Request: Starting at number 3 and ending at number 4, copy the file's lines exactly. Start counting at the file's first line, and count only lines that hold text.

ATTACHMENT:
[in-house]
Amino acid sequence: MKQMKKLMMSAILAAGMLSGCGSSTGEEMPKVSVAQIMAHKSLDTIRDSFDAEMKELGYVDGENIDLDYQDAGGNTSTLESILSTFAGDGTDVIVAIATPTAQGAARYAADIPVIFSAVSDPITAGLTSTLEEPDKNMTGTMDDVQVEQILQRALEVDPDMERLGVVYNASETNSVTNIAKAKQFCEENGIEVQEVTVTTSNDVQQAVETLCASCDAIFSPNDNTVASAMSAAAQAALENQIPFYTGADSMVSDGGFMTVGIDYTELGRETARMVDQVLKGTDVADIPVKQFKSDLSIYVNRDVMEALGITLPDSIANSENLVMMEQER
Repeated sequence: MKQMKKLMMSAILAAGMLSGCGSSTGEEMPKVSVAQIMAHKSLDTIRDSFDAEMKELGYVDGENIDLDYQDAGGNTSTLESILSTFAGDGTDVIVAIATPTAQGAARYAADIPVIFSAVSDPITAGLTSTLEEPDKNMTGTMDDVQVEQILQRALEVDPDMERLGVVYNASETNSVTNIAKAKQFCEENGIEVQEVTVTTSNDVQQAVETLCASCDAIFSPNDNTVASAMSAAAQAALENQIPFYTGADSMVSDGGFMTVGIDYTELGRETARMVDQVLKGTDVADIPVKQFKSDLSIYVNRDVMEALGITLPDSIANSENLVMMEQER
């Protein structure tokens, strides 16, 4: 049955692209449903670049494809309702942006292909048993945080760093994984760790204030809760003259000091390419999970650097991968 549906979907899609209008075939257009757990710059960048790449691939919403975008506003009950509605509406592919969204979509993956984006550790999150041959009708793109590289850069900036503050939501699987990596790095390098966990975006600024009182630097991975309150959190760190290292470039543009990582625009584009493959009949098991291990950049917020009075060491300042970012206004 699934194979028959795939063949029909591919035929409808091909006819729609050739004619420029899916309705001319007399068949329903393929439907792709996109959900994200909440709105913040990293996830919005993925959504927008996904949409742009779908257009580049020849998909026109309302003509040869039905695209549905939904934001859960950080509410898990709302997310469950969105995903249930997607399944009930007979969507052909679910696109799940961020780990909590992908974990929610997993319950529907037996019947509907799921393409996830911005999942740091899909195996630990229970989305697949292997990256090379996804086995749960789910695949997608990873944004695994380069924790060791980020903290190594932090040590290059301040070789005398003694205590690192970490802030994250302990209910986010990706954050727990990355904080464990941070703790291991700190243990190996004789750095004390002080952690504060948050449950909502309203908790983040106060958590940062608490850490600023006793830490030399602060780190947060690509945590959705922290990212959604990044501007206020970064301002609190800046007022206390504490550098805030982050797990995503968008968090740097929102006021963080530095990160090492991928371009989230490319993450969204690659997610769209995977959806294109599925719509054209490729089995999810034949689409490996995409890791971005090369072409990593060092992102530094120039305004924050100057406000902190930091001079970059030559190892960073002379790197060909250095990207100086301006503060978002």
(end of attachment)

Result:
Repeated sequence: MKQMKKLMMSAILAAGMLSGCGSSTGEEMPKVSVAQIMAHKSLDTIRDSFDAEMKELGYVDGENIDLDYQDAGGNTSTLESILSTFAGDGTDVIVAIATPTAQGAARYAADIPVIFSAVSDPITAGLTSTLEEPDKNMTGTMDDVQVEQILQRALEVDPDMERLGVVYNASETNSVTNIAKAKQFCEENGIEVQEVTVTTSNDVQQAVETLCASCDAIFSPNDNTVASAMSAAAQAALENQIPFYTGADSMVSDGGFMTVGIDYTELGRETARMVDQVLKGTDVADIPVKQFKSDLSIYVNRDVMEALGITLPDSIANSENLVMMEQER
């Protein structure tokens, strides 16, 4: 049955692209449903670049494809309702942006292909048993945080760093994984760790204030809760003259000091390419999970650097991968 549906979907899609209008075939257009757990710059960048790449691939919403975008506003009950509605509406592919969204979509993956984006550790999150041959009708793109590289850069900036503050939501699987990596790095390098966990975006600024009182630097991975309150959190760190290292470039543009990582625009584009493959009949098991291990950049917020009075060491300042970012206004 699934194979028959795939063949029909591919035929409808091909006819729609050739004619420029899916309705001319007399068949329903393929439907792709996109959900994200909440709105913040990293996830919005993925959504927008996904949409742009779908257009580049020849998909026109309302003509040869039905695209549905939904934001859960950080509410898990709302997310469950969105995903249930997607399944009930007979969507052909679910696109799940961020780990909590992908974990929610997993319950529907037996019947509907799921393409996830911005999942740091899909195996630990229970989305697949292997990256090379996804086995749960789910695949997608990873944004695994380069924790060791980020903290190594932090040590290059301040070789005398003694205590690192970490802030994250302990209910986010990706954050727990990355904080464990941070703790291991700190243990190996004789750095004390002080952690504060948050449950909502309203908790983040106060958590940062608490850490600023006793830490030399602060780190947060690509945590959705922290990212959604990044501007206020970064301002609190800046007022206390504490550098805030982050797990995503968008968090740097929102006021963080530095990160090492991928371009989230490319993450969204690659997610769209995977959806294109599925719509054209490729089995999810034949689409490996995409890791971005090369072409990593060092992102530094120039305004924050100057406000902190930091001079970059030559190892960073002379790197060909250095990207100086301006503060978002």